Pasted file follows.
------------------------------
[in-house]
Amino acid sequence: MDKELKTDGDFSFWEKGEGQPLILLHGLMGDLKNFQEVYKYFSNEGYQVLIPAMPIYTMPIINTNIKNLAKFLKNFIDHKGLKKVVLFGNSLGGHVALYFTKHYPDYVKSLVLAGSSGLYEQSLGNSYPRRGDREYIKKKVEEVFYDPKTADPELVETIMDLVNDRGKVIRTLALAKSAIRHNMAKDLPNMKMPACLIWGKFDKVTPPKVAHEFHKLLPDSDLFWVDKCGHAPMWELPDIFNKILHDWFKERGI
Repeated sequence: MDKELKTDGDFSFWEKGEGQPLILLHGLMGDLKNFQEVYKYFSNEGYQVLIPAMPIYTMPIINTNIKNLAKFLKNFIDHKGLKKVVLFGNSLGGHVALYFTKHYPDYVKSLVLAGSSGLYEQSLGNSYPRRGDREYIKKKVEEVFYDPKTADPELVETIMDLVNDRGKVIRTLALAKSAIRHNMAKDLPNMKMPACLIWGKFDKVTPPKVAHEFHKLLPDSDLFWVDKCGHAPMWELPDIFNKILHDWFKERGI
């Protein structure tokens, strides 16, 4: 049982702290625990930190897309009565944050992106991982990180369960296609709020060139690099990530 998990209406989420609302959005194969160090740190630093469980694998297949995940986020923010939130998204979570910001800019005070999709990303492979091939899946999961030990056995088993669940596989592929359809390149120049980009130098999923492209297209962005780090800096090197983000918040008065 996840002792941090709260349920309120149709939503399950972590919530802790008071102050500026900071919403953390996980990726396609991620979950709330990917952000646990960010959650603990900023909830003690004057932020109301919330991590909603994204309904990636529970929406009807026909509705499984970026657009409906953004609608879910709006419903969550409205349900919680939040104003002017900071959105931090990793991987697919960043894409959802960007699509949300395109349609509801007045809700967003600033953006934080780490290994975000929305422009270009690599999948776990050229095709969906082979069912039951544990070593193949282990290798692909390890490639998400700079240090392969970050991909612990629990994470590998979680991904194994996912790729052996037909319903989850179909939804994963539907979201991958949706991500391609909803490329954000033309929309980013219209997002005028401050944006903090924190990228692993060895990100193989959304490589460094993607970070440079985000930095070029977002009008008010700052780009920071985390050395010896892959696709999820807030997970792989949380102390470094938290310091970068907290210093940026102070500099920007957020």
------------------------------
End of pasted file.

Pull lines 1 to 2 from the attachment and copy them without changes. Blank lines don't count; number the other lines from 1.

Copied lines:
[in-house]
Amino acid sequence: MDKELKTDGDFSFWEKGEGQPLILLHGLMGDLKNFQEVYKYFSNEGYQVLIPAMPIYTMPIINTNIKNLAKFLKNFIDHKGLKKVVLFGNSLGGHVALYFTKHYPDYVKSLVLAGSSGLYEQSLGNSYPRRGDREYIKKKVEEVFYDPKTADPELVETIMDLVNDRGKVIRTLALAKSAIRHNMAKDLPNMKMPACLIWGKFDKVTPPKVAHEFHKLLPDSDLFWVDKCGHAPMWELPDIFNKILHDWFKERGI